Interestingly, after 1933, Hitler arranged for the confiscation of all private documents that might have revealed information about his childhood and youth. In April 1945, a few days before his suicide in his Berlin bunker, Hitler had his records destroyed.

If this kind of familial background was not enough to create an identity crisis, Hitler wrote in the first lines of Mein Kampf, his autobiography, “For this small town is located on the border between those two German states whose reunification must be, at least for those of us who are young, a lifelong goal to be achieved with any and all means.” This kind of a birth between borders could suggest that his insecurities and identity crisis were fuelled by being unable to understand his own familial roots.

To take the story forward, Braunau did not actually play much of a role in Hitler’s childhood as Alois was transferred to Passau on the German side of the border. Adolf Hitler liked to imply that he had grown up in humble circumstances, but this was far from the case. As a senior customs official Alois Hitler earned an annual salary of 2,600 crowns, the Hitlers were comfortably middle class. The household consisted of Alois, Klara and Alois’s two children from his second marriage, Alois Jr. and Angela, Adolf and his sister Paula, who was born in 1896.

Alois Hitler was a strict, short-tempered patriarch who demanded unquestioning respect and obedience from his children and used the switch whenever his expectations were not met. His oldest son Alois Jr. suffered particularly from his temper and left home at the age of 14. Adolf, who was seven years younger, also came in for the odd beating. The senior customs official was not all that concerned about his children. He devoted most of his free time to his hobby, beekeeping, and enjoyed going to taverns to drink a few glasses of beer. Hitler later also claimed that his father’s alcohol consumption was excessive which could have been the cause of Hitler’s anger. In contrast, Klara Hitler was a quiet, modest, obedient woman who patiently protected her children as best she could from his outbreaks of rage. The early death of her first three children was an enormous loss, and she became more determined to shower her fourth child Adolf with maternal care.

The book claimed that “Most psychologists assume that the first years of an individual’s life determine how his personality develops, and few historians (and even fewer psychological historians) have been able to withstand the temptation to find traces of the monster in the young Hitler. The violence he suffered at his father’s hand has often been cited as a source of the murderous policies he pursued as a dictator.” (Page, 28) Personally, I feel as though the author in this context is correct or at least his points are authentic as there is a substantial amount of evidence proving that Hitler’s actions in the future could be caused due to his father’s rage, mother’s extreme love and affection and perhaps even his convoluted family roots. I found this particularly interesting as well, as this isn’t the first case where parental care has affected a child’s actions. For example in the Columbine Shooting which took place in 1999, the young shooters’ parents took the blame for the incident as they realized that they were unaware and oblivious to their sons’ plans or even general thoughts. Parental care affects children the most as they look up to their parents as role models and if that image is corrupted or flawed, it tends to slip into the child’s personality. As they say, nurture affects nature.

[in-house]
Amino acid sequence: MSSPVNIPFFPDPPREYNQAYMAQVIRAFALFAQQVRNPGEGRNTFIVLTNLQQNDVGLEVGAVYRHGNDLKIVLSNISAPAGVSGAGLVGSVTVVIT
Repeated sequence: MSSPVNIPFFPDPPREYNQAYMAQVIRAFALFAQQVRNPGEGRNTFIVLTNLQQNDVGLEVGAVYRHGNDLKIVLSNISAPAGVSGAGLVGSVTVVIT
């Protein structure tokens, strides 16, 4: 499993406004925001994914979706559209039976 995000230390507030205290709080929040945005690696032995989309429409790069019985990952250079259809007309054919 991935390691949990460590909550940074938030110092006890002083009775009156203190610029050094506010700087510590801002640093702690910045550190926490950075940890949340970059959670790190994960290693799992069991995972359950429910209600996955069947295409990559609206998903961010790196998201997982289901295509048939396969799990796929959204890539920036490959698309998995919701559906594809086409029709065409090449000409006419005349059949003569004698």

Nevertheless, at school Hitler was known to be “definitely talented” but “not diligent”. With his teachers. Hitler was “rebellious, independent and hot-tempered,” often reacting to their corrections rudely. Perhaps this was Hitler emulating or just Hitler’s personal belief that at a young age he was almost too brilliant for school and that it was too easy for him. He wanted to be an artist, despite his father’s disapproval. As Alois Hitler died suddenly before the conversation about Hitler’s future could truly come to boil, Hitler dropped out and attempted towards admitting himself into an art school. During this time Klara Hitler was diagnosed with breast cancer by the family doctor who was ironically Jewish. Despite Hitler’s later hate for the Jewish minority groups, Adolf was thankful to the Jewish doctor for taking care of his mother before her eventual death in 1907 and allowed him to escape the fate of most Jews during World War II. His reaction to being rejected from the art academy of his dreams along with the ailment of his mother who was the anchor of his life could have been the true spark of his downward spiral of his future life.